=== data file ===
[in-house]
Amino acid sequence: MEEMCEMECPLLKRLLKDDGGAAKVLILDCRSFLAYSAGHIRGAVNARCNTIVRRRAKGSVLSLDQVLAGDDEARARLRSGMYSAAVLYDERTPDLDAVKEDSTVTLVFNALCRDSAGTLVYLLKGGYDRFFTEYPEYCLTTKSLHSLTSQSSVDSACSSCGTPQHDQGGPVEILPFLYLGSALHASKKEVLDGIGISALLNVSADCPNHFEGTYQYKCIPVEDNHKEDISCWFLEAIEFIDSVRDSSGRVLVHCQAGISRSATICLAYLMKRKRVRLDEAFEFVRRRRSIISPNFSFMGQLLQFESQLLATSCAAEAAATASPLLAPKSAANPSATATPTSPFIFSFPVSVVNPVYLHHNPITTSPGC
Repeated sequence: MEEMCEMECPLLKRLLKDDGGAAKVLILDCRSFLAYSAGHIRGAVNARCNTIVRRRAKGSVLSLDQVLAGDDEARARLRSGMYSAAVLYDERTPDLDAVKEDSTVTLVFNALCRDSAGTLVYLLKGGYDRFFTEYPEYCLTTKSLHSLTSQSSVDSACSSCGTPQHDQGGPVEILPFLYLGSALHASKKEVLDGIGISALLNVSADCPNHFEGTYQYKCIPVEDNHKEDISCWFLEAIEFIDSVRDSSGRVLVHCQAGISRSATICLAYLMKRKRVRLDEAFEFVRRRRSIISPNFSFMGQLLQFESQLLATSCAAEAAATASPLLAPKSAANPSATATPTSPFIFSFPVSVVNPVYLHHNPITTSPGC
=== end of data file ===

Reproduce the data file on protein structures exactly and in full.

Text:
[in-house]
Amino acid sequence: MEEMCEMECPLLKRLLKDDGGAAKVLILDCRSFLAYSAGHIRGAVNARCNTIVRRRAKGSVLSLDQVLAGDDEARARLRSGMYSAAVLYDERTPDLDAVKEDSTVTLVFNALCRDSAGTLVYLLKGGYDRFFTEYPEYCLTTKSLHSLTSQSSVDSACSSCGTPQHDQGGPVEILPFLYLGSALHASKKEVLDGIGISALLNVSADCPNHFEGTYQYKCIPVEDNHKEDISCWFLEAIEFIDSVRDSSGRVLVHCQAGISRSATICLAYLMKRKRVRLDEAFEFVRRRRSIISPNFSFMGQLLQFESQLLATSCAAEAAATASPLLAPKSAANPSATATPTSPFIFSFPVSVVNPVYLHHNPITTSPGC
Repeated sequence: MEEMCEMECPLLKRLLKDDGGAAKVLILDCRSFLAYSAGHIRGAVNARCNTIVRRRAKGSVLSLDQVLAGDDEARARLRSGMYSAAVLYDERTPDLDAVKEDSTVTLVFNALCRDSAGTLVYLLKGGYDRFFTEYPEYCLTTKSLHSLTSQSSVDSACSSCGTPQHDQGGPVEILPFLYLGSALHASKKEVLDGIGISALLNVSADCPNHFEGTYQYKCIPVEDNHKEDISCWFLEAIEFIDSVRDSSGRVLVHCQAGISRSATICLAYLMKRKRVRLDEAFEFVRRRRSIISPNFSFMGQLLQFESQLLATSCAAEAAATASPLLAPKSAANPSATATPTSPFIFSFPVSVVNPVYLHHNPITTSPGC